To rule out other origins with certainty, the team led by neutrino physicist Elisa Resconi from the Technical University of Munich and multi-wavelength...

Im Focus: Magnetic vortices: Two independent magnetic skyrmion phases discovered in a single material

For the first time a team of researchers have discovered two different phases of magnetic skyrmions in a single material. Physicists of the Technical Universities of Munich and Dresden and the University of Cologne can now better study and understand the properties of these magnetic structures, which are important for both basic research and applications.

Whirlpools are an everyday experience in a bath tub: When the water is drained a circular vortex is formed. Typically, such whirls are rather stable. Similar...

Im Focus: Breaking the bond: To take part or not?

Physicists working with Roland Wester at the University of Innsbruck have investigated if and how chemical reactions can be influenced by targeted vibrational excitation of the reactants. They were able to demonstrate that excitation with a laser beam does not affect the efficiency of a chemical exchange reaction and that the excited molecular group acts only as a spectator in the reaction.

A frequently used reaction in organic chemistry is nucleophilic substitution. It plays, for example, an important role in in the synthesis of new chemical...

Im Focus: New 2D Spectroscopy Methods

Optical spectroscopy allows investigating the energy structure and dynamic properties of complex quantum systems. Researchers from the University of Würzburg present two new approaches of coherent two-dimensional spectroscopy.

"Put an excitation into the system and observe how it evolves." According to physicist Professor Tobias Brixner, this is the credo of optical spectroscopy....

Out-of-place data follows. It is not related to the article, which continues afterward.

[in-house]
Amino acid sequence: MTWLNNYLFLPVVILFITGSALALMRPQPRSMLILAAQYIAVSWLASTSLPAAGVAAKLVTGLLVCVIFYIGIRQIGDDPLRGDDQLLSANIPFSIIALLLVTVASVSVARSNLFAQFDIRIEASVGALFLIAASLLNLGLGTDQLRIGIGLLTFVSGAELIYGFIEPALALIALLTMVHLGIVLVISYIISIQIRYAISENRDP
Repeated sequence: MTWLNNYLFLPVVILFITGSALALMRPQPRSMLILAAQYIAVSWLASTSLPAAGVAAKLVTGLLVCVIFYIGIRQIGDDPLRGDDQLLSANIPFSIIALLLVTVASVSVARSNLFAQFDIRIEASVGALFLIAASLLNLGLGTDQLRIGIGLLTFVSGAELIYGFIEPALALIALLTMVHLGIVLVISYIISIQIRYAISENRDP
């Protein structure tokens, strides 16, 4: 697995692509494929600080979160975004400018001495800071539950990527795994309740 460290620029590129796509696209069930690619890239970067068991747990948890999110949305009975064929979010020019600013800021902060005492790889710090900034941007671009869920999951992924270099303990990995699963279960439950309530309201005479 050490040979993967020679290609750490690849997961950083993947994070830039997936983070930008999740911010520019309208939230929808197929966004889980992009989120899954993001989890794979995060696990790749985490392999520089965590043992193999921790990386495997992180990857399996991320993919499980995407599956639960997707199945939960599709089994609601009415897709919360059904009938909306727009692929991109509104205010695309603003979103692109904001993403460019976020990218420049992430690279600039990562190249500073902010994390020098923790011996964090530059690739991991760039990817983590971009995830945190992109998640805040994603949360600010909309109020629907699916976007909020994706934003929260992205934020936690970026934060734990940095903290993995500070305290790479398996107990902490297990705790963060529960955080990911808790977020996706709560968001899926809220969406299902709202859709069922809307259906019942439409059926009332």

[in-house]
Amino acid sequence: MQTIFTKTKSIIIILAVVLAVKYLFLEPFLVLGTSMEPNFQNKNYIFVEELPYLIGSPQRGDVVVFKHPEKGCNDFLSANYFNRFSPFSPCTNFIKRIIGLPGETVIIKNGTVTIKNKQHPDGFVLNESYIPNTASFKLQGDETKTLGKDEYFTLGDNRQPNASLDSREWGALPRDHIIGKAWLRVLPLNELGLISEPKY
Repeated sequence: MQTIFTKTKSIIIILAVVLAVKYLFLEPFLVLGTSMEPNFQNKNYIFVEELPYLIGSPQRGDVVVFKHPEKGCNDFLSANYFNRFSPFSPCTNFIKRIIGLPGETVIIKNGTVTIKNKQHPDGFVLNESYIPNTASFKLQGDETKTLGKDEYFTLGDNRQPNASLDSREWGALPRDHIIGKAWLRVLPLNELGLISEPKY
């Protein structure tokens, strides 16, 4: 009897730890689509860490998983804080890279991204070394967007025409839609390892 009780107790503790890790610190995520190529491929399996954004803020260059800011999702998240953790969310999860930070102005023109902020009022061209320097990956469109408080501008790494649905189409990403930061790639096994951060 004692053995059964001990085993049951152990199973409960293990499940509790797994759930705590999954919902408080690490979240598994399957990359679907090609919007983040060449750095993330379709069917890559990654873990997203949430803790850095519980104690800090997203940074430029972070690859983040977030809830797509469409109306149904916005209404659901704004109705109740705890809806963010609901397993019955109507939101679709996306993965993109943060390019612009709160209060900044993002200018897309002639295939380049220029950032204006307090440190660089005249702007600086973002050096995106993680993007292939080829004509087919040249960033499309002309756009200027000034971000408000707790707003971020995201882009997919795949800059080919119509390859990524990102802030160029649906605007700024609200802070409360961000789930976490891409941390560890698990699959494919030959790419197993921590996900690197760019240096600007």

Im Focus: Chemical reactions in the light of ultrashort X-ray pulses from free-electron lasers

Ultra-short, high-intensity X-ray flashes open the door to the foundations of chemical reactions. Free-electron lasers generate these kinds of pulses, but there is a catch: the pulses vary in duration and energy. An international research team has now presented a solution: Using a ring of 16 detectors and a circularly polarized laser beam, they can determine both factors with attosecond accuracy.

Free-electron lasers (FELs) generate extremely short and intense X-ray flashes. Researchers can use these flashes to resolve structures with diameters on the...

All Focus news of the innovation-report >>>

Anzeige

Anzeige

VideoLinks
Industry & Economy
Event News

Leading experts in Diabetes, Metabolism and Biomedical Engineering discuss Precision Medicine

13.07.2018 | Event News

Conference on Laser Polishing – LaP: Fine Tuning for Surfaces

12.07.2018 | Event News

11th European Wood-based Panel Symposium 2018: Meeting point for the wood-based materials industry

03.07.2018 | Event News

 
Latest News

Subaru Telescope helps pinpoint origin of ultra-high energy neutrino

16.07.2018 | Physics and Astronomy

Barium ruthenate: A high-yield, easy-to-handle perovskite catalyst for the oxidation of sulfides

16.07.2018 | Life Sciences

New research calculates capacity of North American forests to sequester carbon

16.07.2018 | Earth Sciences

VideoLinks
Science & Research
Overview of more VideoLinks >>>